New campaign puts First Amendment first
WASHINGTON — A new nationwide campaign, 1 for All, to build understanding and public support for the First Amendment, launches today.
The nonpartisan campaign is a collaborative effort of educators, artists, journalists, lawyers, librarians and others who believe the public will benefit from a greater understanding of the First Amendment. 1 for All encourages news media and other organizations to explain the First Amendment and encourage Americans to celebrate and use the freedoms it guarantees: speech, press, religion, assembly and petition.
“Surveys by the First Amendment Center indicate that only one American in 25 can identify the five freedoms of the First Amendment,” said Ken Paulson, president of the Newseum and First Amendment Center, and a founder of the campaign.
“A surprising number of Americans don’t understand that these freedoms enrich our lives daily through freedom of expression and faith.”
The concept behind 1 for All “is to remind the public that there’s one amendment that we all use daily,” Paulson said. “And it’s the one that guarantees freedom for all.”
The campaign has its origins as a 2007 project of the American Society of News Editors, which convened a summit of educators, journalists, artists, attorneys and advocates to talk about why the public knows so little about the First Amendment. Attendees concluded that education and marketing were critical to building understanding and support.
The Knight Foundation, McCormick Foundation, Newseum, First Amendment Center, Gannett Foundation and Brechner Center contributed resources to the cause. More than 300 organizations nationwide have committed to carrying public service ads and publicizing the campaign, including many of the nation’s largest news organizations and online companies. The ads colorfully highlight First Amendment freedoms.
Gene Policinski, First Amendment Center executive director and co-chair of ASNE’s First Amendment Committee, said that at its heart “the campaign is all about education.”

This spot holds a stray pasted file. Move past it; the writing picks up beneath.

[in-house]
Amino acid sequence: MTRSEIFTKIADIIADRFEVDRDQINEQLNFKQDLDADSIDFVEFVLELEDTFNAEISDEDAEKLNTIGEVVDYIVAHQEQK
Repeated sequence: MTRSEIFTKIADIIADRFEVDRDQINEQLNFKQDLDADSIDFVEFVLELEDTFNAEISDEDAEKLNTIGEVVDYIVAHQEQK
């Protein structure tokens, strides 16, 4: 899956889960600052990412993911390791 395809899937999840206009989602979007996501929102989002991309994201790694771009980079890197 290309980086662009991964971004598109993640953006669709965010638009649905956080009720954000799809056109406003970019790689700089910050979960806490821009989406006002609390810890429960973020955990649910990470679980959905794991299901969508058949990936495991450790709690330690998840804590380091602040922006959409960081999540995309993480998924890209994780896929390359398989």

“We want to reach as many people as possible with the message that their freedoms matter,” he said. “And, as new forms of media and a diverse society bring new challenges to our freedoms, the public needs to be better grounded in our basic freedoms to judge both those challenges and proposed solutions.”
1 for All provides lesson plans and other educational resources to help teachers in elementary through high school teach First Amendment freedoms. Colleges are also being encouraged to host events celebrating the First Amendment.
“1 for All is an opportunity for those who believe in the importance of free expression to share one overriding message with the American people: It’s not a coincidence that the strongest, most dynamic, most creative and most ambitious nation in the history of the planet is also the most free,” Paulson said.
Jed Hilly, executive director, Americana Music Association, said the association “is privileged to work with 1 for All to promote freedom of speech in music. Free expression is a critical element in the arts, and especially in music. Cheers to 1 for All for reminding us of this great freedom and for spreading the message throughout the land.”
In the Pharos-Tribune in Logansport, Ind., Managing Editor Kelly Hawes wrote, “The freedoms spelled out by the First Amendment are the same ones we’ll be celebrating [this] weekend as we mark the 234th anniversary of the signing of the Declaration of Independence. I hope you’ll take note of the (1 for All) campaign, and please help to spread the word about the importance of these freedoms. They are the heart and soul of the American way of life.”
“1 for All is a worthy project that every American can play a role in by getting involved, learning more about the First Amendment and teaching our youth what it means,” wrote Michael Caldwell, publisher and columnist for The (Ironton, Ohio) Tribune. “The Three Musketeers stood all for one. Americans must stand 1 for All.”
“[We] are pleased to be able to support this groundbreaking initiative, reminding all Americans of the value of a free press and the First Amendment,” said Robert Dickey, president of Gannett U.S. Community Publishing.
For more information: firstname.lastname@example.org.